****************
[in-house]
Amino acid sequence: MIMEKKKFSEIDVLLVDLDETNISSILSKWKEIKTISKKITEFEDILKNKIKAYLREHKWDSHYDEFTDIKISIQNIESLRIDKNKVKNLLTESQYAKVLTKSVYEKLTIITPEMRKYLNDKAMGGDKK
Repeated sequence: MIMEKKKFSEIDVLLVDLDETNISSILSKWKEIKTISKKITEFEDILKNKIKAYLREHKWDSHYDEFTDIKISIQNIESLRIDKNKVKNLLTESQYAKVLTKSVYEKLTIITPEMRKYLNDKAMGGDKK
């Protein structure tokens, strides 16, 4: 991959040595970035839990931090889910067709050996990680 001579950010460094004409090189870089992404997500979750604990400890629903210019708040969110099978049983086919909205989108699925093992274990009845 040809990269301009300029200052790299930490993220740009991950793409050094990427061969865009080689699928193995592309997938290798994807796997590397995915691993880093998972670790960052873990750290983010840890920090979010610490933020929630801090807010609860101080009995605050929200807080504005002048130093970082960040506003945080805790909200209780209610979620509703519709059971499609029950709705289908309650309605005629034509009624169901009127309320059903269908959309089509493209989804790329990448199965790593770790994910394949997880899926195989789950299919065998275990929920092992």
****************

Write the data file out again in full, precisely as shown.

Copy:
[in-house]
Amino acid sequence: MIMEKKKFSEIDVLLVDLDETNISSILSKWKEIKTISKKITEFEDILKNKIKAYLREHKWDSHYDEFTDIKISIQNIESLRIDKNKVKNLLTESQYAKVLTKSVYEKLTIITPEMRKYLNDKAMGGDKK
Repeated sequence: MIMEKKKFSEIDVLLVDLDETNISSILSKWKEIKTISKKITEFEDILKNKIKAYLREHKWDSHYDEFTDIKISIQNIESLRIDKNKVKNLLTESQYAKVLTKSVYEKLTIITPEMRKYLNDKAMGGDKK
């Protein structure tokens, strides 16, 4: 991959040595970035839990931090889910067709050996990680 001579950010460094004409090189870089992404997500979750604990400890629903210019708040969110099978049983086919909205989108699925093992274990009845 040809990269301009300029200052790299930490993220740009991950793409050094990427061969865009080689699928193995592309997938290798994807796997590397995915691993880093998972670790960052873990750290983010840890920090979010610490933020929630801090807010609860101080009995605050929200807080504005002048130093970082960040506003945080805790909200209780209610979620509703519709059971499609029950709705289908309650309605005629034509009624169901009127309320059903269908959309089509493209989804790329990448199965790593770790994910394949997880899926195989789950299919065998275990929920092992």